I had quite a wake up call three years ago when an introduction to The Beagle Freedom Project crossed my desk. In that moment my naivete towards the world of animal testing radiated quite bleakly in my social awareness spotlight. The slap in the face came when the astounding percentage of 68 loomed across my laptop screen – referring to how many dogs (particularly beagles) are used in laboratory testing for human products, specifically beauty aids and pharmaceuticals.
Being the dog lover that I am, after reading this statistic and doing some further research, I had an emotional breakdown upon realizing that, by purchasing the products I was, I was both indirectly and directly paying for such heinous abuse. I offered a green light to pour chemicals into animals eyes; gave the okay for their body parts to be used in drug testing experiments; provided a thumbs up to subject them to unfathomable atrocities of physical abuse – not to mention acute emotional anguish. While I wasn’t so blind to know that this was happening, the extent to which it was literally stopped me in my tracks. Then I began to educate myself.
My first stop was the internet. While that in of itself can be a death trap for bad and incorrect information, I spent a meticulous number of hours reading through different websites and blogs. Two that I have continued to refer to again and again are: Living cruelty-free in Canada and Ethical Elephant; both of which provide visitors with an exhaustive list (along with research based evidence) of which products are and are not tested on animals. The folks at The Beagle Freedom Project also came up with an amazing app that allows you to scan product bar codes, resulting in a red-highlighted warning if they have been tested on animals. A great in-the-hand resource when trying to make an overwhelming product decision in the middle of a well-stocked drug store.
When I think of all the choices I have made since creating a more simple life, it is this one that has had the greatest impact on both me and my day to day decisions. Whenever I look at my little Dora’s face it sickens me to think that so many of her canine counterparts are looking up at people, with the same trusting face, only to be tortured relentlessly with dangerous chemicals – all in the name of “science”. For that reason alone, I will NOT support such an industry any longer. Educating myself about cruelty-free products has literally changed my life. Not only has the switch made me more ethically conscious, but my skin and hair have never looked better. Honestly. Instead of supporting huge companies I now give my money in support of small, locally based companies who create ethically sound and amazing merchandise. My soap comes from Prince Edward Island, my mascara from Manitoba. Admittedly they cost a bit more for shipping, but it’s immensely gratifying to be able to chat with artisan masters who create their beauty products by hand.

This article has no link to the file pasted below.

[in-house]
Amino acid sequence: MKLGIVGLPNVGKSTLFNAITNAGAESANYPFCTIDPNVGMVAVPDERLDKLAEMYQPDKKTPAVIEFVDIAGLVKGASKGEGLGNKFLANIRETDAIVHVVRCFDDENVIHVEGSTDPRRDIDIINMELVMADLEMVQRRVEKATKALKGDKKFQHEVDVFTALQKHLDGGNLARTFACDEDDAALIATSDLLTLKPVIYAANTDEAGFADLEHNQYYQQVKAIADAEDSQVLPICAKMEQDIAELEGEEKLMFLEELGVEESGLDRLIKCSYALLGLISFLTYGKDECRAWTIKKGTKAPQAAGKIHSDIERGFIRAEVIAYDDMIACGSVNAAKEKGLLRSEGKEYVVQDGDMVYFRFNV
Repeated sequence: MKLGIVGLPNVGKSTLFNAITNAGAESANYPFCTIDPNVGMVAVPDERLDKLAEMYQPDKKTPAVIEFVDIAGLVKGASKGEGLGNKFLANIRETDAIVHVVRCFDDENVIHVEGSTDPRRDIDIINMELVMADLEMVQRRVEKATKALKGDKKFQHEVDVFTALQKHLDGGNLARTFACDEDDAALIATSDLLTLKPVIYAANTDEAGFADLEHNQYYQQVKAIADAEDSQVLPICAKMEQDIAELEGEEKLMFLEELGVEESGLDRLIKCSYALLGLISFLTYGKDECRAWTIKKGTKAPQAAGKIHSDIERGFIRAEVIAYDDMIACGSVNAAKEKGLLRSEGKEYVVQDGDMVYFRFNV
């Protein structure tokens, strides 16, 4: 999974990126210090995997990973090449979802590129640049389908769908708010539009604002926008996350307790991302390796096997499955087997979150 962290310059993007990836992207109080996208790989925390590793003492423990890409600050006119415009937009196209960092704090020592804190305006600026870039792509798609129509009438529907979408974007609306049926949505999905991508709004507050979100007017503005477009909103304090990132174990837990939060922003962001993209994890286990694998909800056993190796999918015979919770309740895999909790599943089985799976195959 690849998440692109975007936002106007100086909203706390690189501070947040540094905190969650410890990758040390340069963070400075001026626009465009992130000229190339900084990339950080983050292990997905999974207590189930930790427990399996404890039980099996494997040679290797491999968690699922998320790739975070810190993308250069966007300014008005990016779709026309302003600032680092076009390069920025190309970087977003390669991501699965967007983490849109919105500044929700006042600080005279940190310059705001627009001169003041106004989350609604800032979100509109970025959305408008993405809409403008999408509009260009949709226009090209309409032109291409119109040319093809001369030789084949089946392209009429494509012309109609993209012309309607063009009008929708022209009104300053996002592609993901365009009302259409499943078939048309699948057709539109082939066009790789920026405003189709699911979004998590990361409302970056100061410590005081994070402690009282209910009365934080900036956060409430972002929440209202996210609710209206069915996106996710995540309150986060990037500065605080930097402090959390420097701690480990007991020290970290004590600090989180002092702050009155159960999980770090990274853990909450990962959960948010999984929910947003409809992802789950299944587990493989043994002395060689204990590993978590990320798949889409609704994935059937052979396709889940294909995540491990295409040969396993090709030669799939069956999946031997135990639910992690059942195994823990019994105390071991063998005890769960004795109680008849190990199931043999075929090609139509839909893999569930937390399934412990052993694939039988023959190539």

Starting now, I will be adding a new category to this blog; not only for shared information but also because I firmly believe in getting the word out that there are so many amazing products that are NOT tested on animals – many of which are ten times better than those that are. Every month I will feature a product that I have come to love and made part of my daily beauty regime. Some are easily found at your local Shoppers Drug Mart, others will require ordering online. While I have tested a great deal of products over the last three years, it is certainly not an exhaustive search. I strongly encourage you to do your own research – you can start as I did, with some investigating online. Find out whether or not an animal suffered thanks to your hair gel, nail polish, or hand soap – I think you’ll be surprised. Out of all that I’ve learned about going cruelty-free, these are the main points I keep forefront in my mind:
- Choose products that are labelled cruelty-free AND vegan. There’s no sense in using a cruelty-free product if it contains animal-based products. Look for the bunny label and you won’t go wrong.
- Be aware of the “we don’t test on animals” line. If it’s a major retailer, the “we” implies that a specific product is not tested on animals, but who owns the company? While you are purchasing a cruelty-free product, you may still be indirectly supporting animal testing by supporting the parent company. This is where personal education becomes paramount. Buyer beware.
- Dig deeper if buying from a major retailer. Some brands stand firm to the no testing on animals policy, but DO test in order to sell their products in certain markets. China, for example, requires products to be tested on animals prior to being sold in their stores. Small, local companies are simply not faced with such a decision, whereas larger companies who stand strictly by their no animal testing policies will refuse to offer their products in such markets. Again, know what you are indirectly supporting with your purchase.
One huge advantage of this digital age is that it has made companies more transparent. A single Google search can lead to all sorts of positives and negatives about who/what claims to be cruelty-free. In this case, let the world wide web be your guide.
In the very least, I hope this post sparks a domino effect of taking a closer look at what’s in your medicine cabinet. I’m in no way implying that you need to be a crazed PETA advocate; simply educate yourself. As I’ve been saying all along, our choices have impact – and, in my opinion, this is no more true then when the well-being of animals are at stake.
I am choosing life before vanity.